Lucille Ball Meets Lysistrata

Ladies who don’t like the president, and who can afford to skip a day of work—”paid or unpaid labor,” according to the organizers of January 21st’s Women’s March—aren’t showing up on Wednesday. It’s in alignment with a global labor strike, but the domestic “Day Without A Woman” is more closely a spin-off from the teeming post-Inaugural Women’s Marches spliced together with last month’s “A Day Without Immigrants,” when restaurant workers lost wages in protest of the newly seated president.

Marches and rallies will crop up, but skipping work is the big ticket item. Strategically, asking people to skip work in solidarity is probably a strong choice for the Resistance movement’s momentum-maintenance. Not showing up is easier than making yet another picket sign and joining the throng. Nobody’s ever been too bored with protesting to not show up someplace.

Coverage and planning for the “Day Without A Woman” has also brought about a mini-renaissance in gender stereotyping. The organizers helpfully clarify that, “We believe in Gender Justice and the protection of the human rights of gay, lesbian, bi, queer, trans, Two-Spirit and gender nonconforming people.” But still—preparation for progressive ladies’ dereliction has been refreshingly gender conformist.

Online campaigns remind us gals to forego all shopping excursions that won’t directly benefit a fellow female’s small business or a #resistance ally. We’ll show them! “Women drive 80% of all consumer purchasing,” the feminist Representation Project blared on Twitter, alongside its fetching logo, “Not Buying It” block-lettered in red and white, that might look good on a distressed tee paired with skinny jeans and ankle boots. (They’re specifically campaigning for women not to make purchases via Amazon, which advertises on Breitbart—but should we also boycott the Washington Post, which is sort of an Amazon subsidiary? And what if I’ve already paid for Amazon Prime, can I watch Mozart in the Jungle, or, say, Transparent?)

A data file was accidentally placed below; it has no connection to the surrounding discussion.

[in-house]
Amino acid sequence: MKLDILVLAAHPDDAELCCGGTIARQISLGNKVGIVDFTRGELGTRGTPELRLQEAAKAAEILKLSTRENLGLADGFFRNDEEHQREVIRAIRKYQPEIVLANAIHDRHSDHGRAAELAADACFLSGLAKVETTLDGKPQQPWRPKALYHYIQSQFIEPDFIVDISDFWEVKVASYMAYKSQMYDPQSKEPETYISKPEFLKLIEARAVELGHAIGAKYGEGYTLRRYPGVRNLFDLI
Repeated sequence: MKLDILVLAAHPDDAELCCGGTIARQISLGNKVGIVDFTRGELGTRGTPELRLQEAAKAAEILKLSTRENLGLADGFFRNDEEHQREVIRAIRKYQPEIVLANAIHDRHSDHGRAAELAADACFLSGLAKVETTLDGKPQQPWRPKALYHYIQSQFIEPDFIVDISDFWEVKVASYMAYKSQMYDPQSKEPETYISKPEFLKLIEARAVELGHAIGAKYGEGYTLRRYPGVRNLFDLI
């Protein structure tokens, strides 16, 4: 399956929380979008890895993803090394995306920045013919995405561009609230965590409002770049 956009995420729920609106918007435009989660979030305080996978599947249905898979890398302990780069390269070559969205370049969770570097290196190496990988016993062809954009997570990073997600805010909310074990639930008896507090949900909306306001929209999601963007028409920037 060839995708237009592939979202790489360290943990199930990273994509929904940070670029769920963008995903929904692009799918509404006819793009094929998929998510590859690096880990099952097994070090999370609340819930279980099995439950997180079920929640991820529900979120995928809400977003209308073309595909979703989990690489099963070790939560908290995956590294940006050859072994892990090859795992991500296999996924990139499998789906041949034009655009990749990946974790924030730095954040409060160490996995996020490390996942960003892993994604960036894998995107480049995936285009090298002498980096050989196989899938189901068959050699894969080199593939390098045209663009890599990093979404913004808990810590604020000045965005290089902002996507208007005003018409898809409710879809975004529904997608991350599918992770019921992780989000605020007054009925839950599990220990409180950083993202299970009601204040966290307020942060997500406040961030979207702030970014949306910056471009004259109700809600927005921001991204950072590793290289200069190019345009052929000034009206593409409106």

School cancellations force us to face the fact that, even now in the age of gender fluidity, women disproportionately choose caretaking professions. Go figure. Women’s planned absences have forced the preemptive closure of dozens of public schools. North Carolina’s Chapel Hill-Carrboro City school district will shutter its nineteen elementary, middle and high schools, having designated Wednesday a paid “teacher work day” for faculty, enough of whom planned to protest the day’s work that the district superintendent called it off. And Alexandria, Virginia, neighboring Washington, D.C., announced on Monday that its eighteen schools would only open to offer kids two hot meals. Otherwise, enough teachers planned to boycott that they too had to make it a “workday.”

“Teacher workday” is educationese for a paid faculty training or any other type of non-teaching work. “Aside from professional development, these days can be used for planning meetings, parent meetings, curriculum meetings, report cards, etc.,” the Chapel Hill school district’s executive director for community relations, Jeffrey Nash, told me via email. But, of course, Wednesday’s an unconventional “workday”—set aside not for work but due to the avoidance of it.

The chairman of Chapel Hill-Carrboro City school board, James Barrett, informed me that local churches, museums and day camps were “offering childcare support” for students who would need a safe place to pass the day: “We were fully aware of the public debate that would accompany the decision,” he said, “but we did as we will always do—we made student safety our number one priority.” Students’ needs primarily motivated the district closure; an understaffed school would not be safe. “In fact, it is my determination that we will not have enough staff to safely run our school district,” said Jim Causby, the district superintendent, in a statement last week.